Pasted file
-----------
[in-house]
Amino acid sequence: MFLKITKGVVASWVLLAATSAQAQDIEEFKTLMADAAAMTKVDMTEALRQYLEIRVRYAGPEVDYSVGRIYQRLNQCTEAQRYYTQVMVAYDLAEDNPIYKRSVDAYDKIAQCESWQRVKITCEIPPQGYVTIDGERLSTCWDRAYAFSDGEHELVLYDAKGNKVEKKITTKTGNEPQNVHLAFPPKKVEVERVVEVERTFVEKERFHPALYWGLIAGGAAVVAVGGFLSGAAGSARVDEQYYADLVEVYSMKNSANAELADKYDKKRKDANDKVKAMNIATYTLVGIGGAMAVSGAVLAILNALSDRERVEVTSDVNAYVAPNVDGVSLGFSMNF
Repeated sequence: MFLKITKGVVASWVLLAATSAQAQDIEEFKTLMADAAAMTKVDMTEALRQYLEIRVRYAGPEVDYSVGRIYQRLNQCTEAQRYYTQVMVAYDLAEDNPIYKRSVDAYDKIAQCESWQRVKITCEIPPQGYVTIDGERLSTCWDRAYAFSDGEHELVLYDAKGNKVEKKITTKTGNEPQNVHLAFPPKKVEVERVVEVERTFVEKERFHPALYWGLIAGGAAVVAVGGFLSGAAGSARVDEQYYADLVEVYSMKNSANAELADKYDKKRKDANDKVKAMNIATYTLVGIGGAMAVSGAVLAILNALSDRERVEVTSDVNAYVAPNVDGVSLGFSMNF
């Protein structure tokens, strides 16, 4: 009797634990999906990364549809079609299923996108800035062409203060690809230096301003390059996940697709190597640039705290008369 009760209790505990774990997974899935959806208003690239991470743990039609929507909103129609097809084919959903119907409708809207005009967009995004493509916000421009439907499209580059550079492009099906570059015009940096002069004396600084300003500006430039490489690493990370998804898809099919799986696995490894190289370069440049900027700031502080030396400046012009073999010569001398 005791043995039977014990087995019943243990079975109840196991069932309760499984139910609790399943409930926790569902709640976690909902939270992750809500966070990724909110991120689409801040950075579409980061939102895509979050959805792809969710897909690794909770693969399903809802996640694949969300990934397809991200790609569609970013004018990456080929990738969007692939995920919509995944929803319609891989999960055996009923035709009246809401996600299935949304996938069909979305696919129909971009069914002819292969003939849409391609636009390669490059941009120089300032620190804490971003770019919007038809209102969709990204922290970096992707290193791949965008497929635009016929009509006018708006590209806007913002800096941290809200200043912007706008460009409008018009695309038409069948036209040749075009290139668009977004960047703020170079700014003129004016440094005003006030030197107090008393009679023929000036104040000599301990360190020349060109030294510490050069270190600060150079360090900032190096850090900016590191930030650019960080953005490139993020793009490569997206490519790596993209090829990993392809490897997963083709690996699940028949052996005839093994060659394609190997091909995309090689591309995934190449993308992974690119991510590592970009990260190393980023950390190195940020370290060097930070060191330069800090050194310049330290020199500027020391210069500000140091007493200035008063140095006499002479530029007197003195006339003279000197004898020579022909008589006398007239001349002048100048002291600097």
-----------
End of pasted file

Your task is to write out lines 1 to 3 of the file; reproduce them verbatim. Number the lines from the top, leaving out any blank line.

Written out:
[in-house]
Amino acid sequence: MFLKITKGVVASWVLLAATSAQAQDIEEFKTLMADAAAMTKVDMTEALRQYLEIRVRYAGPEVDYSVGRIYQRLNQCTEAQRYYTQVMVAYDLAEDNPIYKRSVDAYDKIAQCESWQRVKITCEIPPQGYVTIDGERLSTCWDRAYAFSDGEHELVLYDAKGNKVEKKITTKTGNEPQNVHLAFPPKKVEVERVVEVERTFVEKERFHPALYWGLIAGGAAVVAVGGFLSGAAGSARVDEQYYADLVEVYSMKNSANAELADKYDKKRKDANDKVKAMNIATYTLVGIGGAMAVSGAVLAILNALSDRERVEVTSDVNAYVAPNVDGVSLGFSMNF
Repeated sequence: MFLKITKGVVASWVLLAATSAQAQDIEEFKTLMADAAAMTKVDMTEALRQYLEIRVRYAGPEVDYSVGRIYQRLNQCTEAQRYYTQVMVAYDLAEDNPIYKRSVDAYDKIAQCESWQRVKITCEIPPQGYVTIDGERLSTCWDRAYAFSDGEHELVLYDAKGNKVEKKITTKTGNEPQNVHLAFPPKKVEVERVVEVERTFVEKERFHPALYWGLIAGGAAVVAVGGFLSGAAGSARVDEQYYADLVEVYSMKNSANAELADKYDKKRKDANDKVKAMNIATYTLVGIGGAMAVSGAVLAILNALSDRERVEVTSDVNAYVAPNVDGVSLGFSMNF